Verbal Reports in the Reading Processes of Language Learners: A Methodological Review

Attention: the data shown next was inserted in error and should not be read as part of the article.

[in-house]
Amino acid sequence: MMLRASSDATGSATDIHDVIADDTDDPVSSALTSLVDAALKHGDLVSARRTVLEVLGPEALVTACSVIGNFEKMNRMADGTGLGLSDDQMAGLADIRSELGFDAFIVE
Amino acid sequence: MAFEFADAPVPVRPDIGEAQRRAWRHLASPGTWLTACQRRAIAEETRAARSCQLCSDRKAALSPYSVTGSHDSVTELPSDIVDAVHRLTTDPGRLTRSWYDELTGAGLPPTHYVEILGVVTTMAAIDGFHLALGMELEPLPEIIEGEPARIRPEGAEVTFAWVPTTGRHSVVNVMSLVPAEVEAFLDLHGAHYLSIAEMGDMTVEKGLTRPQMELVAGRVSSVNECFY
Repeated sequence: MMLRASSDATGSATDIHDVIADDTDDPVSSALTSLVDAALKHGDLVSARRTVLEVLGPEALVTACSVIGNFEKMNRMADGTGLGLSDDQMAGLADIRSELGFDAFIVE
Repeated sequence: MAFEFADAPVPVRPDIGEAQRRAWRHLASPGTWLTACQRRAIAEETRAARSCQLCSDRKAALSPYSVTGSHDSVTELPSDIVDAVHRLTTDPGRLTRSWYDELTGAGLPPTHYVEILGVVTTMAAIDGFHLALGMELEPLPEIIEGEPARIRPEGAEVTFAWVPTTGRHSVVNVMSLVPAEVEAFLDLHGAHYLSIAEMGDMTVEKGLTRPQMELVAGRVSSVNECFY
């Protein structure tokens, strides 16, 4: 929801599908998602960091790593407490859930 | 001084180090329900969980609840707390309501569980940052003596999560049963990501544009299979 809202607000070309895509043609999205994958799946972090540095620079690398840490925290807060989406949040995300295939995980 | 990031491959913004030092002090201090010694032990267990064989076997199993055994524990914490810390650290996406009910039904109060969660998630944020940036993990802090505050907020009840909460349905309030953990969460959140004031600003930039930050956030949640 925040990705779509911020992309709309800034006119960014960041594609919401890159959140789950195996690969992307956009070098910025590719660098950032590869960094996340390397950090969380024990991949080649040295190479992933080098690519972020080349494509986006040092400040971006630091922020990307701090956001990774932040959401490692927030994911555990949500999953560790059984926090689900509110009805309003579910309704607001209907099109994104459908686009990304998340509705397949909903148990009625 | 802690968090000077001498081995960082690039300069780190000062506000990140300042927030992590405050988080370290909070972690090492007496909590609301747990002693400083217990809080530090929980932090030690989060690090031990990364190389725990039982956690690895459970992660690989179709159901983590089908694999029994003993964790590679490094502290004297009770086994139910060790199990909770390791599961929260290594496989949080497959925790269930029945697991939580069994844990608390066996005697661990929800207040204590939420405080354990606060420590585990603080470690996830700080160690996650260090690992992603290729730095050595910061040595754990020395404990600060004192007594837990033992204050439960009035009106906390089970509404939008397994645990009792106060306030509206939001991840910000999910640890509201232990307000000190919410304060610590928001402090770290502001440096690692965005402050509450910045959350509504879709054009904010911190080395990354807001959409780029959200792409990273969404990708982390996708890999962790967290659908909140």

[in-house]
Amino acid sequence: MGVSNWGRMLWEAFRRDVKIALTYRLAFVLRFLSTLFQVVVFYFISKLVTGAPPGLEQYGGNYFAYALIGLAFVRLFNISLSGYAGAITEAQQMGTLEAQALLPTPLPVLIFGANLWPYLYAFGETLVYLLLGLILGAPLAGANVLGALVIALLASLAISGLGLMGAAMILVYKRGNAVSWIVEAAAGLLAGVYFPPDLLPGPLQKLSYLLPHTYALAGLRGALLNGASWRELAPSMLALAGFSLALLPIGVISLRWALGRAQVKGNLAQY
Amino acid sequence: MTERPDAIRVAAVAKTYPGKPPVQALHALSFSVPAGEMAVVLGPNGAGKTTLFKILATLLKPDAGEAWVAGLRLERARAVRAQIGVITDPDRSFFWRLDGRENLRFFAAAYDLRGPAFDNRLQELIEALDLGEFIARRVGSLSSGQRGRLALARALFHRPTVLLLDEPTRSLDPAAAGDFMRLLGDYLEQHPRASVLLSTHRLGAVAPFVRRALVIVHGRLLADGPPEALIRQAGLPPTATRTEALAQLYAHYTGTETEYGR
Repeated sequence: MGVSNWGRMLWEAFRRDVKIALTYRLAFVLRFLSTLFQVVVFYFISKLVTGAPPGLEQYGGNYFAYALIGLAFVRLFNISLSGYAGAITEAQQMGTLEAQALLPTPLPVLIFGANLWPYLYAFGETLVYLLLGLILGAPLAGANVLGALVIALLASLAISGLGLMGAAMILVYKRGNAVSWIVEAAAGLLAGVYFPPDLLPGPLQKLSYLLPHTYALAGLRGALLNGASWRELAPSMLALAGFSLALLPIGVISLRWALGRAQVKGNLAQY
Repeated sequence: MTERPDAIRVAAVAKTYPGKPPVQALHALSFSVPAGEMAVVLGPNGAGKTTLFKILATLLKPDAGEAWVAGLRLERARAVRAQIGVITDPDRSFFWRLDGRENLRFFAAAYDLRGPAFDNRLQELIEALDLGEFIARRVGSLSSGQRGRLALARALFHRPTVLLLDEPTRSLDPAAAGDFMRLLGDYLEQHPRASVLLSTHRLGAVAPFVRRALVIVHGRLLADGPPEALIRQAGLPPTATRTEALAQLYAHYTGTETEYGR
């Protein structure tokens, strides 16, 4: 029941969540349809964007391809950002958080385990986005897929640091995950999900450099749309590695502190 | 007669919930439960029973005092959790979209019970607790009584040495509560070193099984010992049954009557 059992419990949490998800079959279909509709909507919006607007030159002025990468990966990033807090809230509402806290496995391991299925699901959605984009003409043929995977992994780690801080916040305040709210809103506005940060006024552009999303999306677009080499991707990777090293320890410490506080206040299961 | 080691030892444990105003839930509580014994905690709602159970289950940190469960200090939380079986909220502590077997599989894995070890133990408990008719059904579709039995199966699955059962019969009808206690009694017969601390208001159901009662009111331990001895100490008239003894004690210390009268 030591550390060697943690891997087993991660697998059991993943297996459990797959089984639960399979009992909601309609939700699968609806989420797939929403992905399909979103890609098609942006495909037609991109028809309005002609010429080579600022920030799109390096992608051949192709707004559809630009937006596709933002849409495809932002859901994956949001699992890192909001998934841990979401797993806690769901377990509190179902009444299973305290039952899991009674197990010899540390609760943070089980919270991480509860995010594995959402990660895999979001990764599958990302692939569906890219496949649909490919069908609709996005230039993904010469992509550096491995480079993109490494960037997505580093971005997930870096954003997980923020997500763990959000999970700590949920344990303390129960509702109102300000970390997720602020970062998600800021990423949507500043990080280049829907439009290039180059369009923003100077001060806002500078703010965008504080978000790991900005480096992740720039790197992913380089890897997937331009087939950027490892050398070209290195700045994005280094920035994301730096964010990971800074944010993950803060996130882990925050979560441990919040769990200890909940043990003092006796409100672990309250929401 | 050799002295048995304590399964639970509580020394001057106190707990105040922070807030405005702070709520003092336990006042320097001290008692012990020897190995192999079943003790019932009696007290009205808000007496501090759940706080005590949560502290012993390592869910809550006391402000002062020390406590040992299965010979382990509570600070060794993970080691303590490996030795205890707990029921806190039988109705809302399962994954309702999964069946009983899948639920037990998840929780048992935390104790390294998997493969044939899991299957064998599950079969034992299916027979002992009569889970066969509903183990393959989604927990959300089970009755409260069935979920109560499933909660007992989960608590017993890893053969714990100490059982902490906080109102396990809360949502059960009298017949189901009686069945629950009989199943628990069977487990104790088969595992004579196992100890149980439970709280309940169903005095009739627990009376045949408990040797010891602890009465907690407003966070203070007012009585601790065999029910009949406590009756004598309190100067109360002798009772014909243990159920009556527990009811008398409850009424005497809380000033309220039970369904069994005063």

This methodological review highlights the trends in empirical studies where a methodological construct (i.e. verbal reports) intersects with content (i.e. literacy research). Specifically, we synthesise research on language learners’ reading in which verbal reports were deployed as a methodological tool. Questioning the long‐standing assumption that verbal report methods validated in first‐language verbal report reading studies necessarily constitute a basis for validation of second‐language verbal report reading studies, we consider the broader educational frameworks within which studies are embedded. In our synthesis of language learners’ verbal report literacy research published between 2000 and 2015, we attend to the social, demographic and geographic realities characteristic of studies reviewed and of the participants involved. Our findings demonstrate the following: (a) tendency to report quantitative information regardless of the type of verbal reporting method and the component of reading explored; (b) predominance of independent concurrent methods that emphasised the reading product ; (c) predominance of integrated verbal reports (i.e. concurrent and other forms of reporting) in sociocultural studies that reflected the reading process ; (d) concerns about validity in studies premised on cognitivist models of verbal reports; (e) a tendency to use solely concurrent verbal reports in quantitative studies; (f) high reliance on integrated concurrent methods in qualitative studies; and (g) preponderance of qualitative‐to‐quantitative versus a qualitative‐to‐quantitative‐to‐qualitative verbal reporting paradigms across studies. Based on these findings, we make several recommendations to be considered when verbal reports are used to study language learners’ reading processes.